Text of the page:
Their heads are down, knuckles white and gripping pencils too tightly. Necks bent, foreheads almost to the desk as they think and write and erase. I watch them and think, “I made this happen.”
I’ve taught these kids, these oh-so-almost adults, for a mere three months. Yet we know each other so well. They get my jokes, or just laugh at my delivery. They laugh at my facial expressions. They eat cookies that I bake for them. They study SO hard and for so long, together and apart, day after hour after week. One student was asleep on the couch in our study room on Monday morning–he’d spent the whole night at the books. Finals week does this. It makes them stay awake and wrench their brains into pretzels.
Some are sophomores. Some are seniors. All need organic chemistry to move on in their academic pursuits. I am the gatekeeper. They must leap very high to make it past me. I want to lace my fingers and invite them to step into my hands so I can boost them over the hurdle. But I have to let them do it so they will each own their success. And they did succeed. Beyond my hopes. They did it. I just cleared the path.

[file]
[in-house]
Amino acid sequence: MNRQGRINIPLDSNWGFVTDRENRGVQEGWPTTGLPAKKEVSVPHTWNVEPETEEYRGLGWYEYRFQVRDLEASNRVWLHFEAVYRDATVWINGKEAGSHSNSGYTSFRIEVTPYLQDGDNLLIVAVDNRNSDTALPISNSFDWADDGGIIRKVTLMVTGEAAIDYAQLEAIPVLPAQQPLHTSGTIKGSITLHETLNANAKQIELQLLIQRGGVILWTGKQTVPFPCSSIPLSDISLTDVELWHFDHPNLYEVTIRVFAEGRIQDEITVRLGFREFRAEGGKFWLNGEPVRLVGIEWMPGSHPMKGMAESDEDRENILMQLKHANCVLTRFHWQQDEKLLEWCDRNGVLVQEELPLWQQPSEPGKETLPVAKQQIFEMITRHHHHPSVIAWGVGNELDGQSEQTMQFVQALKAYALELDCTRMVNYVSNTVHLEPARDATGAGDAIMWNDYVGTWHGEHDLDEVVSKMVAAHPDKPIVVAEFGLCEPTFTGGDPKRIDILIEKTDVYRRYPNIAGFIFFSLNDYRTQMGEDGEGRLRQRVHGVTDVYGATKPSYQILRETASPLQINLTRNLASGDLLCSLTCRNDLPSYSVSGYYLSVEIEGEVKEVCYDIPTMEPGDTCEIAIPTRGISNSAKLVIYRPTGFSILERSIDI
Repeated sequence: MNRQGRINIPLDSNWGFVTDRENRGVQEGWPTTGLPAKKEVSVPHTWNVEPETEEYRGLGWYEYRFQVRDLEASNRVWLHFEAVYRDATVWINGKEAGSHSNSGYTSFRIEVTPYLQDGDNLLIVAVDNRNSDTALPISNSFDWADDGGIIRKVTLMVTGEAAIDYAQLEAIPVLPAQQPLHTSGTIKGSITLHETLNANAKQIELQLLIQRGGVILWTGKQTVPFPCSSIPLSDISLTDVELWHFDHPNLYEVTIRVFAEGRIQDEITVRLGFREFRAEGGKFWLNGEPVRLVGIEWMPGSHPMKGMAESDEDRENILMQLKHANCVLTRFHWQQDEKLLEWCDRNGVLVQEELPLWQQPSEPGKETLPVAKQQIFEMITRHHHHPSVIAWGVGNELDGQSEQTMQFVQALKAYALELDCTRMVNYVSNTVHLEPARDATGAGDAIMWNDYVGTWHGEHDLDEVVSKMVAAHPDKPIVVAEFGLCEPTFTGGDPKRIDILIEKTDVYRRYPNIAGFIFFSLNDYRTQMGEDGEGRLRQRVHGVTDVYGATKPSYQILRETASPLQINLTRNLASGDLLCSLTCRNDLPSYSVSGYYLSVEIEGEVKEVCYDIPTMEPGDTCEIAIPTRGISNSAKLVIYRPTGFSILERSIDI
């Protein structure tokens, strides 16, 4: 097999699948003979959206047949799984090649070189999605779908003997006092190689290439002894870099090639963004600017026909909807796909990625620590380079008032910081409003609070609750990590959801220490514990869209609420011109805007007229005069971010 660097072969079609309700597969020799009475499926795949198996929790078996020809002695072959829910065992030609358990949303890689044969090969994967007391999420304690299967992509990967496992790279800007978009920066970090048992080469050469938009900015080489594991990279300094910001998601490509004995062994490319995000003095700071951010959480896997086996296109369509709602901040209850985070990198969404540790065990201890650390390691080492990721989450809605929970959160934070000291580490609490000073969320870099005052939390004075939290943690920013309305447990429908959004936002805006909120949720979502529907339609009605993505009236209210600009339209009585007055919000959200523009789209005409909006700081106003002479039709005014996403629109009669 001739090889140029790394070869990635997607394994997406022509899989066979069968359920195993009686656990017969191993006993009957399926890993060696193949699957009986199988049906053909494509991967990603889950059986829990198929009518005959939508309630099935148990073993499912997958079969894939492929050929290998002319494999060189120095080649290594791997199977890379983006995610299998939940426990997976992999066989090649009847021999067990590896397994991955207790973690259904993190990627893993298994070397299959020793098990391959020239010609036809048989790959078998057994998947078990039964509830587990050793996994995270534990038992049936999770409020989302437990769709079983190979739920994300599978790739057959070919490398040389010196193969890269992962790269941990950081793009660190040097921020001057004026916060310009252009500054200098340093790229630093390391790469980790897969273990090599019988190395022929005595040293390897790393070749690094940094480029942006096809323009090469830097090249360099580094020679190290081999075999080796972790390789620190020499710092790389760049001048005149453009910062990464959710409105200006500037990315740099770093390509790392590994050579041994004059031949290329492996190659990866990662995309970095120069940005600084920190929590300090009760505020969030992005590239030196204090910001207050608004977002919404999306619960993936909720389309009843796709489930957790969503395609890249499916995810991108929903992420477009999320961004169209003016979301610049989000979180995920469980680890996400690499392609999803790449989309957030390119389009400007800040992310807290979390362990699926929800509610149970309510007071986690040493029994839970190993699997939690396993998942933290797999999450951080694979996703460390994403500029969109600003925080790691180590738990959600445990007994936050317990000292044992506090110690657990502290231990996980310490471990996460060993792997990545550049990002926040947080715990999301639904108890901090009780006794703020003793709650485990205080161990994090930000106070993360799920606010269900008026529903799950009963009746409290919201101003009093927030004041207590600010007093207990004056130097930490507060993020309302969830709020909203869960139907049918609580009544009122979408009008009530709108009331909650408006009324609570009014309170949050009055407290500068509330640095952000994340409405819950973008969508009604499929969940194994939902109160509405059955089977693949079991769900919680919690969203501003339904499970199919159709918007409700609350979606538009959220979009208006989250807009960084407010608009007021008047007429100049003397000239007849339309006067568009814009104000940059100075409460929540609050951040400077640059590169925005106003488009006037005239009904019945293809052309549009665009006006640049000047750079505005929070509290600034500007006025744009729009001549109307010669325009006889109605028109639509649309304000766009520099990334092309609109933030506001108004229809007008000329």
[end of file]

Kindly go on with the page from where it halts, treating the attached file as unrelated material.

Tomorrow my last group will take their last exam at the crack-o-dawn and scoot out triumphant and free for a month of well-earned rest. Few will even glance back over their shoulder, they will be so thrilled to escape from college, from the dorm, from their books. And, yes, from me.
But they are coming back. Many voluntarily. They are coming back in the spring to take the second half of this incredibly challenging course.
Today, I got a hug. I’ll be back, too.